Understanding children’s mathematical competence through assessing their learning potential


5 Minute read

This is one of two research projects examining children's ability to learn maths. KU Leuven is the home institution for this project. View the Melbourne-based partner project.

This project is no longer accepting new applications until further notice.

Although it is recognised that proficiency with core mathematical competencies is predictive of later mathematics achievement, less is known about the more general cognitive strengths and contextual factors which may influence children's learning in this important academic area. The use of dynamic assessment procedures presents an opportunity to identify factors which may influence the mathematical learning potential of preschool children. Dynamic assessment combines assessment and active teaching explicitly to measure learning potential and seeks to explore cognitive processing through mediated learning experiences.

The purpose of the proposed longitudinal study is to understand the variability in the learning potential of 60 preschool learners (aged 4-5) as they transition from preschool into the first year of formal schooling. Specifically, dynamic assessments will be used to explore the extent to which young children’s learning potential on tasks related to early mathematical core competencies and general cognitive processing predict later mathematical outcomes. An important aim of the research will be to identify potential protective factors (such as mathematical language knowledge) that positively affect future outcomes. Early mathematical competencies (for example, counting, identifying order, comparing quantities, understanding symbols) will be measured using dynamic assessments at four timepoints approximately 6 months apart. This research is significant because dynamic assessments provide an individualised mechanism for assessing mathematics learning potential and can facilitate the design of interventions relevant to children in the preschool years before they are at risk of ongoing failure in mathematics.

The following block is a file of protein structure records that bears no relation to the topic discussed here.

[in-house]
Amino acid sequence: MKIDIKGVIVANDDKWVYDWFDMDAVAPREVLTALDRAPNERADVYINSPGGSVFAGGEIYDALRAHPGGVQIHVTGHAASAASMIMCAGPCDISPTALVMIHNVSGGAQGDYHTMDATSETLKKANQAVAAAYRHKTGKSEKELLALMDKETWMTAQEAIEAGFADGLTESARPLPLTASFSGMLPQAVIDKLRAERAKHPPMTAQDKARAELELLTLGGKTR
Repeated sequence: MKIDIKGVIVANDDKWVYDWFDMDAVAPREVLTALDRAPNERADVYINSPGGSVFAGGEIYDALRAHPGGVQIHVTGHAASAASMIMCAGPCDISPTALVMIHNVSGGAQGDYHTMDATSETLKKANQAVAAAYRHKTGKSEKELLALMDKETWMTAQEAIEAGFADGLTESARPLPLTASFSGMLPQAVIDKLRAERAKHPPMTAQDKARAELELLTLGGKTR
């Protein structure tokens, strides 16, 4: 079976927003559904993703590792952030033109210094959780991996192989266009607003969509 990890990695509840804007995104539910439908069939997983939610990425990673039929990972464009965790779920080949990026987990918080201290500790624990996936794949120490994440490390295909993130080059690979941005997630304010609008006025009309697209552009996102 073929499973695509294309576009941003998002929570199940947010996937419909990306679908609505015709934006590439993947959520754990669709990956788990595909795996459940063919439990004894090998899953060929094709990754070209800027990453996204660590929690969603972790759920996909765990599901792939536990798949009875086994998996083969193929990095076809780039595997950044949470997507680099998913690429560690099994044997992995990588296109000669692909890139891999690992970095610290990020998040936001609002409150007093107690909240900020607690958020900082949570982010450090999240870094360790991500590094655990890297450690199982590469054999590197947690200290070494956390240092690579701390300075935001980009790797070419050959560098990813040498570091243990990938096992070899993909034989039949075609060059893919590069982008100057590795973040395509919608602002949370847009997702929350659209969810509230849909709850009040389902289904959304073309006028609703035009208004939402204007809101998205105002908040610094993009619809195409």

Project goals

The project will utilize a Dynamic Assessment approach to realise three important aims:

  1. Explore patterns of strength and challenges across early core mathematical competencies and determine how performance on dynamic assessment tasks contributes to understanding the learning profiles of young children at risk for difficulties in mathematics learning in preschool.
  2. Describe quantitative and qualitative differences in young children’s progress towards securing early core mathematical competencies during their transition from preschool into the first year of formal schooling. Data across the various timepoints will be compared to determine growth across mathematical areas and differences in the kinds of cognitive strategies children use.
  3. Determine which, if any, cognitive and/or protective factors may impact participants’ learning gains. The final aim is to explore the extent to which learning potential predicts mathematical learning outcomes on transition to school.

Supervision team

The University of Melbourne: Professor Lorraine Graham

KU Leuven: Professor Bert De Smedt

Click on the researcher's name above to learn more about their publication and grant successes.

Who we are looking for

We are seeking a PhD candidate with the following skills:

  • Demonstrated experience in the field of psychological sciences.
  • Demonstrated experience in child development.
  • Demonstrated ability to work independently and as part of a team.
  • Demonstrated time and project management skills.
  • Demonstrated ability to write research reports or other publications to a publishable standard (even if not published to date).
  • Excellent written and oral communication skills.
  • Demonstrated organisational skills, time management and ability to work to priorities.
  • Demonstrated problem-solving abilities.

Further details

The PhD candidate will benefit from the combined expertise of the project supervisors, and the embedding into two research environments.

Professor Lorraine Graham’s contribution relates to the effective teaching of students with learning disabilities/difficulties, intervention research, sustainable learning, basic academic skills in literacy and numeracy, inclusive education practices, strategy instruction, and comprehension processes. Professor Bert De Smedt’s contribution will be in the areas of typical and atypical numerical and mathematical development; dyscalculia - mathematical learning disabilities; educational neuroscience and neurocognitive factors in academic development.

This PhD project will be based at the University of Melbourne with a minimum 12-month stay at the KU Leuven.

The candidate will be enrolled in the PhD program at the Melbourne Graduate School of Education at the University of Melbourne and in the PhD program at the Faculty of Psychology and Educational Sciences at KU Leuven.

This project is no longer accepting new applications until further notice.

First published on 8 February 2022.

Share this article